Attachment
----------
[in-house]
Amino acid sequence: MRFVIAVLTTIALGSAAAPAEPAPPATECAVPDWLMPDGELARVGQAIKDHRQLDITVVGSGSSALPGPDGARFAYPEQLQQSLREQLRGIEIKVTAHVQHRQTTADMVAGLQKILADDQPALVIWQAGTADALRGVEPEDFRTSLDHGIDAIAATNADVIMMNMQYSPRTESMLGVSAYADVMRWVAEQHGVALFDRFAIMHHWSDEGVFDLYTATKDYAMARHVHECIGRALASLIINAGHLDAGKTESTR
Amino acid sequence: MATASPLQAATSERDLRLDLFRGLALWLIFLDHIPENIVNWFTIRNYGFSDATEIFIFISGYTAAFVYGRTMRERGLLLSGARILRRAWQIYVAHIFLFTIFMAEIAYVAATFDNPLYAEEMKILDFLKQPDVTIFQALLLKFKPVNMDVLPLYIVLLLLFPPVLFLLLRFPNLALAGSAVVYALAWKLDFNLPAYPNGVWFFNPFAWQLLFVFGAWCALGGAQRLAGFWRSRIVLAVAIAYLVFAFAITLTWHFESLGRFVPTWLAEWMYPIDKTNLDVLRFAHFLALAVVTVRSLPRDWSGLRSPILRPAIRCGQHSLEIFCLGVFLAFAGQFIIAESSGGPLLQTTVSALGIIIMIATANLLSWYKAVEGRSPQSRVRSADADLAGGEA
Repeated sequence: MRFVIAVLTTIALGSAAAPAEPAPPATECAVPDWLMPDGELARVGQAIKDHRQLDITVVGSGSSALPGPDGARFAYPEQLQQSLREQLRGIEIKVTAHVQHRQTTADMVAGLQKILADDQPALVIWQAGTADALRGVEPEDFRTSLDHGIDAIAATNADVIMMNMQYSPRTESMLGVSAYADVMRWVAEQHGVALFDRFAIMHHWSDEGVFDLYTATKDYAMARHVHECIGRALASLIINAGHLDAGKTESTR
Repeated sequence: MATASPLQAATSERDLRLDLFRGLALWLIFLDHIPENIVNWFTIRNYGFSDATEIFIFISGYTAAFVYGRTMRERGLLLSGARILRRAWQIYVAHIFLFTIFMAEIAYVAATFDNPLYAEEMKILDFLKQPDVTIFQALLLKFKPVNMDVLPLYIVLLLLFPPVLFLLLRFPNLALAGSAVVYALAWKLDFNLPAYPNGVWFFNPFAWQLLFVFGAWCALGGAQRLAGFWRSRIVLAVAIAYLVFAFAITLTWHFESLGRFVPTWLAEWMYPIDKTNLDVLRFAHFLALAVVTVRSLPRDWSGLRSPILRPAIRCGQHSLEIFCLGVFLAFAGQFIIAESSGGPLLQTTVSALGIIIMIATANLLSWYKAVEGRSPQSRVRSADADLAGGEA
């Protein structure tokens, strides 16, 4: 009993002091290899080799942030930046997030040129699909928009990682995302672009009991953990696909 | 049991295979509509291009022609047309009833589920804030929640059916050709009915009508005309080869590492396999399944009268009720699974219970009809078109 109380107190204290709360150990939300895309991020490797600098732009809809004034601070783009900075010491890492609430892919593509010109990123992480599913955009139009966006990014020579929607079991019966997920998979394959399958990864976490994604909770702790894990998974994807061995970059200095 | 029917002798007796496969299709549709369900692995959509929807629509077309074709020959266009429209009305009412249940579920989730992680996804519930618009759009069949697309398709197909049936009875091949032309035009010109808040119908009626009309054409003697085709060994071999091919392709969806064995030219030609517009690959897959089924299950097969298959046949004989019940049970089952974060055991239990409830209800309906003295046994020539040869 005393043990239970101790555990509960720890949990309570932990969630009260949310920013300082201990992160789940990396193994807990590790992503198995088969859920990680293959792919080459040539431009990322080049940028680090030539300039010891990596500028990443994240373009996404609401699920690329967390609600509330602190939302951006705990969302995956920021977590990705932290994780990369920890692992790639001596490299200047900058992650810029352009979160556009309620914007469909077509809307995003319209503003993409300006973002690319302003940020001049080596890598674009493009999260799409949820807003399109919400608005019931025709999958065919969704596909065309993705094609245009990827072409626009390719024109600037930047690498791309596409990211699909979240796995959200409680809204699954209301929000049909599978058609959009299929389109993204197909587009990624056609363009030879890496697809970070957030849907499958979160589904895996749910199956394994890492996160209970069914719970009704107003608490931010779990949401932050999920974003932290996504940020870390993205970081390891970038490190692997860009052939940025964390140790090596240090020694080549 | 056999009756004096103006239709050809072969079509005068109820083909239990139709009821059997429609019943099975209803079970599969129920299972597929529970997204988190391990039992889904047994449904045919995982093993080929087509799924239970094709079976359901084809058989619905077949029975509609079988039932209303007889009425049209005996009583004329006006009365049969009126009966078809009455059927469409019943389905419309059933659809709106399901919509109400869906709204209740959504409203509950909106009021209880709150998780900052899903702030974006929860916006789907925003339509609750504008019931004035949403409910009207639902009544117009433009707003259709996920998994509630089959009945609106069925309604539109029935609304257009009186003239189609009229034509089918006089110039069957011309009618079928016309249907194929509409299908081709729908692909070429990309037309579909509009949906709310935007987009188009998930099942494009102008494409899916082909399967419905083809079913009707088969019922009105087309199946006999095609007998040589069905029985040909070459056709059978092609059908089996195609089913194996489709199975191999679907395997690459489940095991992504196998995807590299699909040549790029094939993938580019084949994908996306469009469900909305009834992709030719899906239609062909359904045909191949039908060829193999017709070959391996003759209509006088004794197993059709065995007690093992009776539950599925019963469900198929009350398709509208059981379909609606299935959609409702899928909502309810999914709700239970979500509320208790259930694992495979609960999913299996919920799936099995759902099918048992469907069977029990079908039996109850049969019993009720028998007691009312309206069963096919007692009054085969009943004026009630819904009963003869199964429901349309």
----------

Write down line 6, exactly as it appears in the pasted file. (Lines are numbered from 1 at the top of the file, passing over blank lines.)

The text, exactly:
């Protein structure tokens, strides 16, 4: 009993002091290899080799942030930046997030040129699909928009990682995302672009009991953990696909 | 049991295979509509291009022609047309009833589920804030929640059916050709009915009508005309080869590492396999399944009268009720699974219970009809078109 109380107190204290709360150990939300895309991020490797600098732009809809004034601070783009900075010491890492609430892919593509010109990123992480599913955009139009966006990014020579929607079991019966997920998979394959399958990864976490994604909770702790894990998974994807061995970059200095 | 029917002798007796496969299709549709369900692995959509929807629509077309074709020959266009429209009305009412249940579920989730992680996804519930618009759009069949697309398709197909049936009875091949032309035009010109808040119908009626009309054409003697085709060994071999091919392709969806064995030219030609517009690959897959089924299950097969298959046949004989019940049970089952974060055991239990409830209800309906003295046994020539040869 005393043990239970101790555990509960720890949990309570932990969630009260949310920013300082201990992160789940990396193994807990590790992503198995088969859920990680293959792919080459040539431009990322080049940028680090030539300039010891990596500028990443994240373009996404609401699920690329967390609600509330602190939302951006705990969302995956920021977590990705932290994780990369920890692992790639001596490299200047900058992650810029352009979160556009309620914007469909077509809307995003319209503003993409300006973002690319302003940020001049080596890598674009493009999260799409949820807003399109919400608005019931025709999958065919969704596909065309993705094609245009990827072409626009390719024109600037930047690498791309596409990211699909979240796995959200409680809204699954209301929000049909599978058609959009299929389109993204197909587009990624056609363009030879890496697809970070957030849907499958979160589904895996749910199956394994890492996160209970069914719970009704107003608490931010779990949401932050999920974003932290996504940020870390993205970081390891970038490190692997860009052939940025964390140790090596240090020694080549 | 056999009756004096103006239709050809072969079509005068109820083909239990139709009821059997429609019943099975209803079970599969129920299972597929529970997204988190391990039992889904047994449904045919995982093993080929087509799924239970094709079976359901084809058989619905077949029975509609079988039932209303007889009425049209005996009583004329006006009365049969009126009966078809009455059927469409019943389905419309059933659809709106399901919509109400869906709204209740959504409203509950909106009021209880709150998780900052899903702030974006929860916006789907925003339509609750504008019931004035949403409910009207639902009544117009433009707003259709996920998994509630089959009945609106069925309604539109029935609304257009009186003239189609009229034509089918006089110039069957011309009618079928016309249907194929509409299908081709729908692909070429990309037309579909509009949906709310935007987009188009998930099942494009102008494409899916082909399967419905083809079913009707088969019922009105087309199946006999095609007998040589069905029985040909070459056709059978092609059908089996195609089913194996489709199975191999679907395997690459489940095991992504196998995807590299699909040549790029094939993938580019084949994908996306469009469900909305009834992709030719899906239609062909359904045909191949039908060829193999017709070959391996003759209509006088004794197993059709065995007690093992009776539950599925019963469900198929009350398709509208059981379909609606299935959609409702899928909502309810999914709700239970979500509320208790259930694992495979609960999913299996919920799936099995759902099918048992469907069977029990079908039996109850049969019993009720028998007691009312309206069963096919007692009054085969009943004026009630819904009963003869199964429901349309």